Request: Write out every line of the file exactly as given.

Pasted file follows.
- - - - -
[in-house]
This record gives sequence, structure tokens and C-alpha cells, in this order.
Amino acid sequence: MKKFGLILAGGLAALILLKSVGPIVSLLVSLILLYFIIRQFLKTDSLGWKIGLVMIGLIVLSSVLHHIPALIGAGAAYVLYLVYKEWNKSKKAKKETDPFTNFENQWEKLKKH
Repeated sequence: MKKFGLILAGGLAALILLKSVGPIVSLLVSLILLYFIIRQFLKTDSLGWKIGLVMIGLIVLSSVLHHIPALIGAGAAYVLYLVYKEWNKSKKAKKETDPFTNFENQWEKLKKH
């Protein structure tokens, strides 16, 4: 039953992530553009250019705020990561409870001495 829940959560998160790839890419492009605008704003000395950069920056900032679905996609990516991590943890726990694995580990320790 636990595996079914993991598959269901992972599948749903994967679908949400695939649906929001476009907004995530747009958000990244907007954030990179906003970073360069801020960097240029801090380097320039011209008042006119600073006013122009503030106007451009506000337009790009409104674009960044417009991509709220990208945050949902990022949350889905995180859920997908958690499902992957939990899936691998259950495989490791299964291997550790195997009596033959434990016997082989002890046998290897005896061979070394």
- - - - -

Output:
[in-house]
This record gives sequence, structure tokens and C-alpha cells, in this order.
Amino acid sequence: MKKFGLILAGGLAALILLKSVGPIVSLLVSLILLYFIIRQFLKTDSLGWKIGLVMIGLIVLSSVLHHIPALIGAGAAYVLYLVYKEWNKSKKAKKETDPFTNFENQWEKLKKH
Repeated sequence: MKKFGLILAGGLAALILLKSVGPIVSLLVSLILLYFIIRQFLKTDSLGWKIGLVMIGLIVLSSVLHHIPALIGAGAAYVLYLVYKEWNKSKKAKKETDPFTNFENQWEKLKKH
């Protein structure tokens, strides 16, 4: 039953992530553009250019705020990561409870001495 829940959560998160790839890419492009605008704003000395950069920056900032679905996609990516991590943890726990694995580990320790 636990595996079914993991598959269901992972599948749903994967679908949400695939649906929001476009907004995530747009958000990244907007954030990179906003970073360069801020960097240029801090380097320039011209008042006119600073006013122009503030106007451009506000337009790009409104674009960044417009991509709220990208945050949902990022949350889905995180859920997908958690499902992957939990899936691998259950495989490791299964291997550790195997009596033959434990016997082989002890046998290897005896061979070394």